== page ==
# Search and Matching algorithm

I am trying to come up with an algorithm to do the following:

I have total 12 cells that I need to fill until program stops. I have 3 rows and each row has 4 columns.

As an example, let me illustrate this as in airplane. So you have 3 rows and each row has 4 columns and you have window/aisle seats. Each row will have a window seat, aisle seat, aisle seat and window seat (|WA AW| Just like seat arrangement in airplane). At each iteration (different set of passengers), there would be some number of passengers (between 1 and 12) and I need to seat them closest together possible (Seat together). And I do this for next group (each iteration) until program stops (It will stop when I am done with every group).

For example, I have 3 passengers (A,B,and C) and A wants to seat in Window, B wants to seat in Aisle and C wants to seat in Window. Assuming that all the seats (all 12) are available, I could place them like |A# BC| or |CB #A| and mark the seats dirty (so I don’t pick same seats again for next passengers). And I do this for next group (iteration). I am not sure if this right forum, but if somebody can advise me how I should accomplish, I would really appreciate it.
Thanks.

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Man if only I wasn't at work. This sounds like a fun problem. Can the passengers be moved once they have been seated? –  ChaosPandion Mar 12 '10 at 18:23
Oh jeez, where's my TI-83... –  dclowd9901 Mar 12 '10 at 18:24
@mmyers - I was in the middle of making the same edit. :) –  ChaosPandion Mar 12 '10 at 18:26
@ChaosPandion: You've got to have fast fingers around here. –  Michael Myers Mar 12 '10 at 18:29
Does it matter that it is a 2D array? Are two seats on left window (one behind another) closer than on the windows on opposite sides? –  Konrad Garus Mar 12 '10 at 18:31

If the input comes in order, and assuming the number of seats is always up to `12`, there are only `2^12` ways the seats can be taken at each state (set of passengers). You can use this to cut down the number of states for a brute force/memoization solution.

Pseudo code:

``````IsSeatingPossible( mask, passengers ) =
if ( no more passengers ) return true
return IsSeatingPossible =
passengers - just processed passengers )
``````

More explanation:

The mask is basically an array of 12 booleans, stating whether seat_i is taken for each i (you can convert the 2D `(x,y)` -> 1D `(x)` easily). Then you iterate over the possibilities. A complete seating is possible if, for this passenger set `(A_1, A_2, .., A_k)` each has a seat, and the rest of the passengers has seats.

So the mask that is passed in, in English, are the seats that are taken. So let's say you seat `(A_1, A_2, .., A_k)` in seats `(x_1, x_2, .., x_k)`. There are a number of subsets where the passengers can sit in - bounded by `N choose k`, which in this case is small. This is the part you brute force on. Given a particular `(x_1, x_2, .., x_k)`, this seating is possible if `(x_1, x_2, .., x_k)` has no overlap with the current mask (no conflicting seats, essentially), and that it is possible to process the rest of the passenger requests, given that the new mask, which is just the set addition of the current mask and `(x_1, x_2, .., x_k)`. (The new sets of seats which are taken.)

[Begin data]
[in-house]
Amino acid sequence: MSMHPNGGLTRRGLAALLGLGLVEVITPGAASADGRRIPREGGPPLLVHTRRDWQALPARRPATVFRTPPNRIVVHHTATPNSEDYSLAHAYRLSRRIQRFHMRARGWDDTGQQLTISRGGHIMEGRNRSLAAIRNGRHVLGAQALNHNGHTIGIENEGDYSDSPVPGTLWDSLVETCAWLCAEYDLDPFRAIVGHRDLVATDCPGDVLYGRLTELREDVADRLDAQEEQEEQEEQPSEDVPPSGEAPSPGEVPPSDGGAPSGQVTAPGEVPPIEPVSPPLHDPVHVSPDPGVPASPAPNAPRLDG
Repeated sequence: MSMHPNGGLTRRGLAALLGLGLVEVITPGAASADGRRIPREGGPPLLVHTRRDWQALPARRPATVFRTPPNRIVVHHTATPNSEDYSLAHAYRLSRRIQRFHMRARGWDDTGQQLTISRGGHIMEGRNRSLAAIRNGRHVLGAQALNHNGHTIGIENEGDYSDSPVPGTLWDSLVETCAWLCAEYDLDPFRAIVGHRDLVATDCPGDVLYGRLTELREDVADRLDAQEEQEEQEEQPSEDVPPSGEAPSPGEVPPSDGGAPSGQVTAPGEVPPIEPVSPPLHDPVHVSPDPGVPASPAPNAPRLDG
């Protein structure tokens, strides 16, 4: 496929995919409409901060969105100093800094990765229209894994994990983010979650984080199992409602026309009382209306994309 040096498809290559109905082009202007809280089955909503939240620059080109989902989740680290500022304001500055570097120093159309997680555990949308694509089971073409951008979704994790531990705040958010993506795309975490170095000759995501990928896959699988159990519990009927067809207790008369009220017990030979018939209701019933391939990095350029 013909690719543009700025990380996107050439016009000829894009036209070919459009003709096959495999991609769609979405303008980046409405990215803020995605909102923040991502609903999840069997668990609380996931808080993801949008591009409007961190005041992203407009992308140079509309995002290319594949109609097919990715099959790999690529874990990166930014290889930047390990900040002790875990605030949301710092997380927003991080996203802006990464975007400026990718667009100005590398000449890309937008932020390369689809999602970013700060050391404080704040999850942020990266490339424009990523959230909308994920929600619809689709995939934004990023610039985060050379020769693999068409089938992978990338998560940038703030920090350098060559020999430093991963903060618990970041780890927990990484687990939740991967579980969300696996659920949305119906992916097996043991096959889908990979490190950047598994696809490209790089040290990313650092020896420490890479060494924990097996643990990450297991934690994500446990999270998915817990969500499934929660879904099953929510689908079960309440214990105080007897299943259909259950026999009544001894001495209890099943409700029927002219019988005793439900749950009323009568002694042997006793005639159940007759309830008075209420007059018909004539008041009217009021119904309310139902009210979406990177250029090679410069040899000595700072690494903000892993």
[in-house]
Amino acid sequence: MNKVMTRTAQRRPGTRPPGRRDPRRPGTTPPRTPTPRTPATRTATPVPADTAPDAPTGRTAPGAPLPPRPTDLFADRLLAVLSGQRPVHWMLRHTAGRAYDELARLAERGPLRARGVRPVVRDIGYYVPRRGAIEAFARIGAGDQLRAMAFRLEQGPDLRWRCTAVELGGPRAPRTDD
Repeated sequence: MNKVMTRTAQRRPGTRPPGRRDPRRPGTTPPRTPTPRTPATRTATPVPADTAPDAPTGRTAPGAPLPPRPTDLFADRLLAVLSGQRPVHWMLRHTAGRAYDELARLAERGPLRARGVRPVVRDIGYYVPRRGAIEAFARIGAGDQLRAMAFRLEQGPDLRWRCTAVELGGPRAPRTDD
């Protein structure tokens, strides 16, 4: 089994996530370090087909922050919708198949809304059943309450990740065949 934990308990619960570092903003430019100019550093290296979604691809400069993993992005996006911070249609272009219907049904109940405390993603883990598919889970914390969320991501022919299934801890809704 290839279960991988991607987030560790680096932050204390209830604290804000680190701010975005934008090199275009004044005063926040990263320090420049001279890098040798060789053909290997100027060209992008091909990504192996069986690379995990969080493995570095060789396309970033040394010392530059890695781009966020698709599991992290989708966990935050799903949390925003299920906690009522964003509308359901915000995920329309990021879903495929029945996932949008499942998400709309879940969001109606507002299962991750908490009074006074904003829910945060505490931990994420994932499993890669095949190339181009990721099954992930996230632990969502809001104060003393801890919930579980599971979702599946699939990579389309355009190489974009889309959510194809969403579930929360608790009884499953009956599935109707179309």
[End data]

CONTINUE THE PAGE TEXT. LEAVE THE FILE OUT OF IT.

This might or might not be fast enough. The neat thing is noticing that other than noting which seats are taken, and what passengers were processed, the solution the same for a certain subproblem. Therefore you can speed this up trivially by using memoization. This yields a `O(N 2^N)` space solution.

The mask is best implemented using a bitmask, especially for `N = 12`, hence the name. For the passenger request list, you probably need to just keep track of which index.

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Hi Larry, So, brute force algorithm is basically you start from base (1 passenger) to see if it is possible to seat 1 passenger and add 1 more passenger, to see if 2 it is possible to seat 2 passengers and so on until total passengers x in a group have been seated. What I am not really following here is new_maks,mask, and why would you add mask + brute force on passenger constraints? Thank you for your time. –  Tony Mar 15 '10 at 14:15
I drew out the explanation a little more, let me know if you need any more. –  Larry Mar 16 '10 at 2:05

This is an instance of the Knapsack problem type, with previously known solutions.

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If it's really just 12 cells, and the group sizes are known in advance, then dynamic programming is likely to be a good fit. Compute for each set of occupied seats (2^12) and each k (0 <= k <= 12) whether the first k groups can be placed appropriately to occupy exactly that set of seats. (As an optimization, k is determined by the size of the set.) At the end, work backwards: if I place the last group here, can I fit the other groups in the seats remaining? Et cetera.

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